Sexual Harassment Claims Run Counter to CBRE Culture

I am writing in response to the article that appeared in the November 2004 issue titled “CB Richard Ellis Denies Sexual Harassment Claims.” I am concerned that anyone reading this article will be left with a distorted view of our company, which is at the forefront of providing women with a positive work environment and opportunities for growth.

Your readers should know that CB Richard Ellis is leading our industry in terms of supporting women in real estate. As evidence, the company was recently recognized by Commercial Real Estate Women as its “Organization of the Year” for 2004 for our efforts to foster a positive environment for our female employees.

The company's commitment to female employees is longstanding. Over four years ago — well before the lawsuit you mentioned was filed — we established the Women's Network to foster an environment where women and men share equal opportunities to succeed. While the article mentions the Women's Network, it also should be pointed out that since its inception in 2000, it has proven to be an excellent vehicle for women professionals at CB Richard Ellis to network, mentor, recruit and develop professionally.

My hope is that your readers will be able to see the real CB Richard Ellis and understand that the allegations in the pending litigation are certainly not representative of my experience — or the experience of thousands of women — at the company.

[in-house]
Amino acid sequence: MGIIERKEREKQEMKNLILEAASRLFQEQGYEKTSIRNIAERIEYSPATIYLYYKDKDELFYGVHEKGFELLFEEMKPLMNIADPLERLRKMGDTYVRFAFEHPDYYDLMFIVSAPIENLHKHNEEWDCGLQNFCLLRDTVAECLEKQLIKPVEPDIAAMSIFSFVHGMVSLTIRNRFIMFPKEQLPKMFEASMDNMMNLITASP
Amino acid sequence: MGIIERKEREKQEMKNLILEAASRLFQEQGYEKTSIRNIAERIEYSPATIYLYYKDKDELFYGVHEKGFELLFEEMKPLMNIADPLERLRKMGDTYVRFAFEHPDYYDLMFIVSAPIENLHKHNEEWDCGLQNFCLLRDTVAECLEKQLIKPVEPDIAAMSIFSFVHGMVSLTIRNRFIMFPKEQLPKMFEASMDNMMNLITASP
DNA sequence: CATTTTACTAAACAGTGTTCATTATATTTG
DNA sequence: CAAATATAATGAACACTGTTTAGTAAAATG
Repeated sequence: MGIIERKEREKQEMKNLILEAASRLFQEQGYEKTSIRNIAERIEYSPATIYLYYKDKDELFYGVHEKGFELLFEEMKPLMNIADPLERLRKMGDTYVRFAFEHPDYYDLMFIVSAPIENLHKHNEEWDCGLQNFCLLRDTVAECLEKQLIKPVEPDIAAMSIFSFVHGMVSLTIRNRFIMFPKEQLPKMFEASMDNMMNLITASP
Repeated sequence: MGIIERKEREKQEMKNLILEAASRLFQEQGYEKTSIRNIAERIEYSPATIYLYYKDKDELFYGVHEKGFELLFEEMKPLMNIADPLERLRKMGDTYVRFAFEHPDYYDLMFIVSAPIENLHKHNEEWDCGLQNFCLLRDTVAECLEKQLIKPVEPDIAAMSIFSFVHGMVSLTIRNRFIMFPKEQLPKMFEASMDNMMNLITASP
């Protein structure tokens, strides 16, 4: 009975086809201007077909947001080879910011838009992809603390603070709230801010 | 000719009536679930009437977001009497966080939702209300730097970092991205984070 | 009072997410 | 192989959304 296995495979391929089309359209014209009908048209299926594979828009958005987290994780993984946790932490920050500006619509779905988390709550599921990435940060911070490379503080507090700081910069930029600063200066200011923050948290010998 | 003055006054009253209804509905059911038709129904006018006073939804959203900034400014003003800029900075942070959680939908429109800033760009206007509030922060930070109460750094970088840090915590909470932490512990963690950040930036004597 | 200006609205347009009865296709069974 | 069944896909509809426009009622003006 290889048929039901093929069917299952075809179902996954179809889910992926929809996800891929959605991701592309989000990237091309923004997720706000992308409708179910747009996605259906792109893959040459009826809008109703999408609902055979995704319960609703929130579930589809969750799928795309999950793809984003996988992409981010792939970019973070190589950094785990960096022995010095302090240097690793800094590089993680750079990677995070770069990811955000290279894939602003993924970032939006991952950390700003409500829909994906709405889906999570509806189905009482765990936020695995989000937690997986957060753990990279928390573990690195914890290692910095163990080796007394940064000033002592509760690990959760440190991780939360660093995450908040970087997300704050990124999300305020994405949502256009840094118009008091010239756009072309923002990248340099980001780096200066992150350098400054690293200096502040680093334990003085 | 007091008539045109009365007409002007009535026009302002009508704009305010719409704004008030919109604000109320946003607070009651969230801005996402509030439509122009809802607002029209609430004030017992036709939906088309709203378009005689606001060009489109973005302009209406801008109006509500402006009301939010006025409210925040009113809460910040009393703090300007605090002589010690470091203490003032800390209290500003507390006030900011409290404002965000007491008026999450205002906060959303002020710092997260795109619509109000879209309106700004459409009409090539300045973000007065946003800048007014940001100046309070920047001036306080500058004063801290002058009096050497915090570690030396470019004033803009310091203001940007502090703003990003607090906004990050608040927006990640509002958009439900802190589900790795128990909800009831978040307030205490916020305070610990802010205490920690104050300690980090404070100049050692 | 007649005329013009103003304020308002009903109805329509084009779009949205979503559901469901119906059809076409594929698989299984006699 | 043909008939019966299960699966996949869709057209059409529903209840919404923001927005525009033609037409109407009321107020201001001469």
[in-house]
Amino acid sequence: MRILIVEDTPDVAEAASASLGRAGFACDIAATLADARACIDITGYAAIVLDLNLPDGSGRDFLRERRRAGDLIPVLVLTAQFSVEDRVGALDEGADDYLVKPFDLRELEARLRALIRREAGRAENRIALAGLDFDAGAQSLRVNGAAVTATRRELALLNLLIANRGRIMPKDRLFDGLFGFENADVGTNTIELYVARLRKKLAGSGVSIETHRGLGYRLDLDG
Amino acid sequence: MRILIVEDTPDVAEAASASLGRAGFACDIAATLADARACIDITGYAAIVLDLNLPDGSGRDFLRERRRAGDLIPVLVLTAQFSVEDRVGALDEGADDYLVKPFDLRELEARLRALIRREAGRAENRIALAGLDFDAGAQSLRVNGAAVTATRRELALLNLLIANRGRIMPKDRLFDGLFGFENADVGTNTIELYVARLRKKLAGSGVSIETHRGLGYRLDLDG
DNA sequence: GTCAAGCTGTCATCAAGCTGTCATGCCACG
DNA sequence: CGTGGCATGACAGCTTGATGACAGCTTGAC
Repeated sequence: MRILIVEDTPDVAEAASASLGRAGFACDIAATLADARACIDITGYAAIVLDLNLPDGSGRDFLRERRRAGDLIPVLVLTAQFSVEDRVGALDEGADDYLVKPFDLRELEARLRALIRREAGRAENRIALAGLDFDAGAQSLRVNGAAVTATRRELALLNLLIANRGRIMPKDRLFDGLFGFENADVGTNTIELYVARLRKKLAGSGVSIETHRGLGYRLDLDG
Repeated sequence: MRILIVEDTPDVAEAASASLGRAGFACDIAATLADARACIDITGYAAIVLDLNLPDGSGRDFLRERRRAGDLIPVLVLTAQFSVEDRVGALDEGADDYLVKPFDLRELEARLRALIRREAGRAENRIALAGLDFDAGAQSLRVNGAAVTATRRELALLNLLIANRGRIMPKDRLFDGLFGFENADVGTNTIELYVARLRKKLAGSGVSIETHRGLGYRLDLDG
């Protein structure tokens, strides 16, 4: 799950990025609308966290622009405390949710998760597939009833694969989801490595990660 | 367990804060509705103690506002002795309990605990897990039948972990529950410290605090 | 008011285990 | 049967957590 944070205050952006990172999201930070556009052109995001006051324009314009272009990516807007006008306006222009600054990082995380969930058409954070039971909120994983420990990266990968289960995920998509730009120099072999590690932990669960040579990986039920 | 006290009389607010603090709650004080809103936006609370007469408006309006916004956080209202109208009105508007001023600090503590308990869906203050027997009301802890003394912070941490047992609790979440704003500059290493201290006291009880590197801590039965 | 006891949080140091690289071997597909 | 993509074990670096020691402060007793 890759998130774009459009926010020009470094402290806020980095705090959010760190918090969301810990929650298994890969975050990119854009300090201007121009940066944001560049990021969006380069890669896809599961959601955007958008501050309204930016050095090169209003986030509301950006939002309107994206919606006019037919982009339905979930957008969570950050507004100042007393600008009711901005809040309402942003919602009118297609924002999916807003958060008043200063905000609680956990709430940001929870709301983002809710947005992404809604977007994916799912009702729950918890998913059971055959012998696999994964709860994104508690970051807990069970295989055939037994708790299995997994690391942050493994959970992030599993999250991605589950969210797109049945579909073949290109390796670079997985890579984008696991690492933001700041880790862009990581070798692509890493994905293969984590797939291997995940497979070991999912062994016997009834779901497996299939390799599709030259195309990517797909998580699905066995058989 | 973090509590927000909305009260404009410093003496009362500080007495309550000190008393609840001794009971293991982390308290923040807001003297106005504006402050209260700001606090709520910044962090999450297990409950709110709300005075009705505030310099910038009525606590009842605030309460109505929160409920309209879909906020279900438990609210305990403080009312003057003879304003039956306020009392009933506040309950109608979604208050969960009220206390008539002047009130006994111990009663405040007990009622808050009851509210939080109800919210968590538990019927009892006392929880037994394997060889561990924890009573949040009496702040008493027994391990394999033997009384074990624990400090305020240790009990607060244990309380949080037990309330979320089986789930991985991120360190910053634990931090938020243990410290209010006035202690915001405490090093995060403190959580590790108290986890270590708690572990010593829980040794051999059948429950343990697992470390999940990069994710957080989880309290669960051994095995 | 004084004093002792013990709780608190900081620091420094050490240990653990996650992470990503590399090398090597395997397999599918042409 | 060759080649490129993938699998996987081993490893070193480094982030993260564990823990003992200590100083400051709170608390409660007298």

Lisa A. Konieczka
Senior Vice President
CB Richard Ellis Inc.

Editor's Note: NREI has made every attempt to be fair and balanced in its coverage of the sexual harassment claims. Ultimately, the court will determine whether the case has merit.

USC's Real Estate Program Isn't Merely a Think Tank

I would like to respond to a recent Letter to the Editor written by Mr. Thomas Lucier [president and CEO of Tampa, Fla.-based Home Equities] regarding graduate-level real estate programs, namely that “99% of all the professors teaching real estate investment… have never been a principal in any type of commercial real estate transaction.” While it may hold true for most programs that Mr. Lucier is familiar with, such a characterization of the University of Southern California's Master of Real Estate Development program could not be further from the truth.

USC's MRED program provides its students with instruction that offers a balance between academic faculty and industry practitioners. Our view, which we implement in our comprehensive curriculum, is that such a blend produces highly-skilled and thoughtful graduates who are able to quickly provide significant value to their employers. Mr. Lucier asserts that courses taught exclusively by faculty lack “real world, hands-on experience,” but this fails to acknowledge that all of our faculty augment their theoretical and technical instruction with such experiences provided in person by leaders in the industry.

Moreover, we believe that an educational program that only features real estate investment professionals robs students of exposure to leading-edge real estate research, which often promotes important innovations in the industry. In fact, we encourage our practitioner-instructors to inject theory into their courses where appropriate precisely because of our belief that this is a vital aspect to any serious academic program.

I would encourage Mr. Lucier and all of your readers to review our real estate program at www.usc.edu/sppd/mred. I trust that this will allay any concerns that students coming out of graduate-degree real estate programs — at least the one offered by USC — are ill-prepared to handle the demands of being a real estate industry executive.

Professor Raphael W. Bostic
Director, Master of Real Estate Development
University of Southern California
Los Angeles

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